The Brat Pack reunites for tell-all documentary

40 years after eight of the biggest up-and-coming actors in the '80s were dubbed the 'Brat Pack', they're sitting down to tell their story.

When a group of up-and-coming actors were dubbed the ‘Brat Pack’ by a New York Magazine article in 1985, it changed the trajectory of their careers for better and for worse. Now, almost 40 years later, they’ve reunited for a documentary series to reclaim the once denigrating term.

Andrew McCarthy, who was a one-time member of the Brat Pack and star of John HughesPretty in Pink, has just released the documentary ‘Brats’. The documentary, which will be released on June 13 is based on Andrew’s memoir Brat: An ’80s Story.

Featuring cameos from all of the original ‘Brats’ – bar Judd Nelson, who refused to be involved, the documentary will be the most intimate look into the world of the Brat Pack. The short film is tentatively described as “a revealing look at coming of age in a maelstrom, reckoning with conflicted ambition, innocence, addiction and expectations of masculinity.”

Andrew McCarthy, Ally Sheedy, Demi Moore and Jon Cryer appeared together at the BRATS film debut. Getty.

Coined by New York Magazine journalist, David Blum, the ‘Brat Pack’ was the name that was given to the stars of The Breakfast Club, St. Elmo’s Fire or Pretty in Pink, who had become the cultural zeitgeists of the decade overnight.  

Though there’s been contention over who exactly is part of the illustrious group, officially, the Brat Pack consists of Emilio Estevez, Anthony Michael Hall, Rob Lowe, Andrew McCarthy, Demi Moore, Judd Nelson, Molly Ringwald and Ally Sheedy. 

David Blum was on an assignment to cover Emilio Estevez for an article in June 1985. One night, he was invited by Emilio to join him, Rob Lowe, Judd Nelson and others at The Hard Rock Cafe in Los Angeles.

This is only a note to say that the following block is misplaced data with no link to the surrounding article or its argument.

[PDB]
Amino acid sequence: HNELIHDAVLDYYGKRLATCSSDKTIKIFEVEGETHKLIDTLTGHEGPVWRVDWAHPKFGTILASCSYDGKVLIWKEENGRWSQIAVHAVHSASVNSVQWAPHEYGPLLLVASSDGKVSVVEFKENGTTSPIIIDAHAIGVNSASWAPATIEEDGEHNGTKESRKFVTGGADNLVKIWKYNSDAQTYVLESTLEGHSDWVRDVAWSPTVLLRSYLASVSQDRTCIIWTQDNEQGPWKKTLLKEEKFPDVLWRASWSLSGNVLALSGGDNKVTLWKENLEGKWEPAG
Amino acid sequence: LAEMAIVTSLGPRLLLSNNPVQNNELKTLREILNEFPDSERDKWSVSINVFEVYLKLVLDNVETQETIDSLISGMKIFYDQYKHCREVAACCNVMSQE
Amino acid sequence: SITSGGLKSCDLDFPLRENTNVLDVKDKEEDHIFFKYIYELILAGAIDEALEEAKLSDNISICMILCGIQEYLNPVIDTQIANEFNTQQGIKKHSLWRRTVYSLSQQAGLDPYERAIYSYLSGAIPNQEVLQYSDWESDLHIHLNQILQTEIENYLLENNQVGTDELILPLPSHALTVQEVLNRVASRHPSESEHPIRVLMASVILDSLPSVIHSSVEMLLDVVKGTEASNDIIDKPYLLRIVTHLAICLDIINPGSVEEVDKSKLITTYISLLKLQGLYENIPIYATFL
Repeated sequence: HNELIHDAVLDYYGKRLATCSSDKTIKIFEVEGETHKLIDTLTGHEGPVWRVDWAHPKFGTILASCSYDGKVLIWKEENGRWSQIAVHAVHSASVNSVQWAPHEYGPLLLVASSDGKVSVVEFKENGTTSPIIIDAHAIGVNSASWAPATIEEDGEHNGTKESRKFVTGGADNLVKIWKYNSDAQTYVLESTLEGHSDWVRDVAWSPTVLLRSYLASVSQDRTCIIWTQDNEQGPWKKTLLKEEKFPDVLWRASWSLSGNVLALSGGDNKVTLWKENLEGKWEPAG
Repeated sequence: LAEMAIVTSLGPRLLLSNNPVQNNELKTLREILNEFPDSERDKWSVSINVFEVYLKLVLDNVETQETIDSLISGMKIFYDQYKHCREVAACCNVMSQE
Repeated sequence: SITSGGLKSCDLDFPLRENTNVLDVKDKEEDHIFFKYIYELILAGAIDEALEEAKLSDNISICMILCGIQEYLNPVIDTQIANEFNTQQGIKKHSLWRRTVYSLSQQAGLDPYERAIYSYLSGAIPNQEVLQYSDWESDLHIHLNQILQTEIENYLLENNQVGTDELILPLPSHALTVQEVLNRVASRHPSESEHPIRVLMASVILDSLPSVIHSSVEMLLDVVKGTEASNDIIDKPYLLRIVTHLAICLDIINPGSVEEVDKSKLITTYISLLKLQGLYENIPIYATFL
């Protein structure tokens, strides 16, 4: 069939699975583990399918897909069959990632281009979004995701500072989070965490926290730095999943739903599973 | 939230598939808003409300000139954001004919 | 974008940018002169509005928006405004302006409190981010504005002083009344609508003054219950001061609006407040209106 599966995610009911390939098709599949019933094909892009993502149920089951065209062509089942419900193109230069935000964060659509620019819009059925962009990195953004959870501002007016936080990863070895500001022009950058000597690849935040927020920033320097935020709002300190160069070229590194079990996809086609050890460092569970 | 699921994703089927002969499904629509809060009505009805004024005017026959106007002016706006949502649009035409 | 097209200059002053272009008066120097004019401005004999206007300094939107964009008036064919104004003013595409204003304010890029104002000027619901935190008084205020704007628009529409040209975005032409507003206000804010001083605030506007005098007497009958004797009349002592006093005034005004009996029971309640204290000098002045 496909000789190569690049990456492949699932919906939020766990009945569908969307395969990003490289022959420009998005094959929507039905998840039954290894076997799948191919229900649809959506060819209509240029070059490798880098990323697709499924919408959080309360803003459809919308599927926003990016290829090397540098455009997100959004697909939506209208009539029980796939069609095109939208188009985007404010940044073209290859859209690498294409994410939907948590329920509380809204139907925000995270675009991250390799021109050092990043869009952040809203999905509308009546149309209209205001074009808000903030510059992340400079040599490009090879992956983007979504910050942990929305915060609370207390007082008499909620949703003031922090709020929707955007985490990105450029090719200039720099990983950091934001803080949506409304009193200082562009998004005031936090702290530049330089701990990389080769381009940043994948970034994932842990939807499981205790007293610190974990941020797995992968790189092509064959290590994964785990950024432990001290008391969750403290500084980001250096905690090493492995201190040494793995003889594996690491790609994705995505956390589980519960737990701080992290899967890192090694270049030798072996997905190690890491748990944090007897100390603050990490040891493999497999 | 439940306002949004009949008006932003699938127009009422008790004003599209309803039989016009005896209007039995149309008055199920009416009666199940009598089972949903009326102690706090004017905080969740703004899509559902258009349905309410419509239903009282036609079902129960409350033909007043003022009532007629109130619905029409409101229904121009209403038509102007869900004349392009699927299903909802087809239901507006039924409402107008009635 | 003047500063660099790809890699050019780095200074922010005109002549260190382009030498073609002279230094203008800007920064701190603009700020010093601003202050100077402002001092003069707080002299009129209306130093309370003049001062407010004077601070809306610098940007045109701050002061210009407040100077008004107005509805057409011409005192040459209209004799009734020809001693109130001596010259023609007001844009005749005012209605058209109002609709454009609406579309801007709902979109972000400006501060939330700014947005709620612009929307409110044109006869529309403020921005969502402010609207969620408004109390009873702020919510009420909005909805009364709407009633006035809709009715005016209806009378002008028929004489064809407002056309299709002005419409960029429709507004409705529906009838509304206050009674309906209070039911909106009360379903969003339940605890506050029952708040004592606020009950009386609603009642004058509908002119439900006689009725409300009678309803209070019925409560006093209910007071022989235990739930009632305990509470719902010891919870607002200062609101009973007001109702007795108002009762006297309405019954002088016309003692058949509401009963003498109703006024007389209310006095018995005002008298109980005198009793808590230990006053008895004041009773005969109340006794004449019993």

The three young actors had grown close after appearing in both The Breakfast Club and St. Elmo’s Fire together. This camaraderie inspired David to change the focus of his article from Emilio to the clique of young actors which he ceremoniously dubbed as the ‘Brat Pack’.

Molly Ringwald, Judd Nelson and Emilio Estevez, on-set of the Film, “The Breakfast Club”, 1984. (Photo by: Universal History Archive/Universal Images Group via Getty Images)

“This is the Hollywood Brat Pack,” the original article reads. “It is to the 1980s what the Rat Pack was to the 1960s—a roving band of famous young stars on the prowl for parties, women, and a good time. And just like Frank Sinatra, Dean Martin, Peter Lawford, and Sammy Davis Jr., these guys work together, too—they’ve carried their friendships over from life into the movies. They make major movies with big directors and get fat contracts and limousines. They have top agents and protective P.R. people. They have legions of fans who write them letters, buy them drinks, follow them home. And, most importantly, they sell movie tickets.”

Upon the article’s release, Emilio, Judd, Rob and the other young stars who were mentioned in the article were incensed. The article both alluded to and described moments that David Blume says he witnessed unbridled privilege and ‘brat’ behaviour’ which proved to be extremely damaging to their careers and friendships with each other.

The reluctant members of the ‘Brat Pack’ felt that the term trivialised and degenerated their talent as budding actors. Getty.

“It was a bad thing that happened as a result of this,” Judd Nelson said on the The Bret Easton Ellis Podcast of the infamous article. “After that article, not only are we strongly encouraged not to work with each other again — and for the most part we haven’t –  but it was insinuated we might not want to be hanging out with these people. And it was like, I didn’t know that good friends are so easy to come by in this world that they should be tossed asunder.”

“It just seemed like we were like fruit picked too soon, and then blamed for being picked too soon,” he added.

Meanwhile Emilio told The Guardian in 2020 that ‘Brat Pack’ “Will be on my tombstone.”

Though the various reluctant members of the Brat Pack have spoken about the impact of the article over the years, they’re set to speak utterly candidly in the upcoming documentary with Andrew McCarthy as they discuss how the term affected their careers.

“It did have personal ramifications,” Andrew says, as per People. “Were we brats? We were certainly privileged. But there wasn’t anything great about us. We were just in the right place at the right time and represented that seismic change in pop culture. You’re easy prey when you’re exposed in that way.”

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